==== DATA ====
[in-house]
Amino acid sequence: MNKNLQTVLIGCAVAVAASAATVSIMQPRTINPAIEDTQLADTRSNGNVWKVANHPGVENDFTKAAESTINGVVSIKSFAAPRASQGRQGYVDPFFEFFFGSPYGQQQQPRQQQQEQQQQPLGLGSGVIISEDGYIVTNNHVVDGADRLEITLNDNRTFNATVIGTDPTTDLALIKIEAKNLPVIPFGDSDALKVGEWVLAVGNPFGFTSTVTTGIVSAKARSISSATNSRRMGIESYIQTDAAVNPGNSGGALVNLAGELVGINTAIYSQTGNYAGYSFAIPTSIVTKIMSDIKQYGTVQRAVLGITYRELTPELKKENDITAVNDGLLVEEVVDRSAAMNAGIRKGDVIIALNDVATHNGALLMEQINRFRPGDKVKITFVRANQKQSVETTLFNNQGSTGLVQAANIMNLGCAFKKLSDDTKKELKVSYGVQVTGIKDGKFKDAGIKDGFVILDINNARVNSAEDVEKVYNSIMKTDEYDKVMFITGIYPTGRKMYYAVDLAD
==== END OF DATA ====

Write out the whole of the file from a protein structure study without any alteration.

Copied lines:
[in-house]
Amino acid sequence: MNKNLQTVLIGCAVAVAASAATVSIMQPRTINPAIEDTQLADTRSNGNVWKVANHPGVENDFTKAAESTINGVVSIKSFAAPRASQGRQGYVDPFFEFFFGSPYGQQQQPRQQQQEQQQQPLGLGSGVIISEDGYIVTNNHVVDGADRLEITLNDNRTFNATVIGTDPTTDLALIKIEAKNLPVIPFGDSDALKVGEWVLAVGNPFGFTSTVTTGIVSAKARSISSATNSRRMGIESYIQTDAAVNPGNSGGALVNLAGELVGINTAIYSQTGNYAGYSFAIPTSIVTKIMSDIKQYGTVQRAVLGITYRELTPELKKENDITAVNDGLLVEEVVDRSAAMNAGIRKGDVIIALNDVATHNGALLMEQINRFRPGDKVKITFVRANQKQSVETTLFNNQGSTGLVQAANIMNLGCAFKKLSDDTKKELKVSYGVQVTGIKDGKFKDAGIKDGFVILDINNARVNSAEDVEKVYNSIMKTDEYDKVMFITGIYPTGRKMYYAVDLAD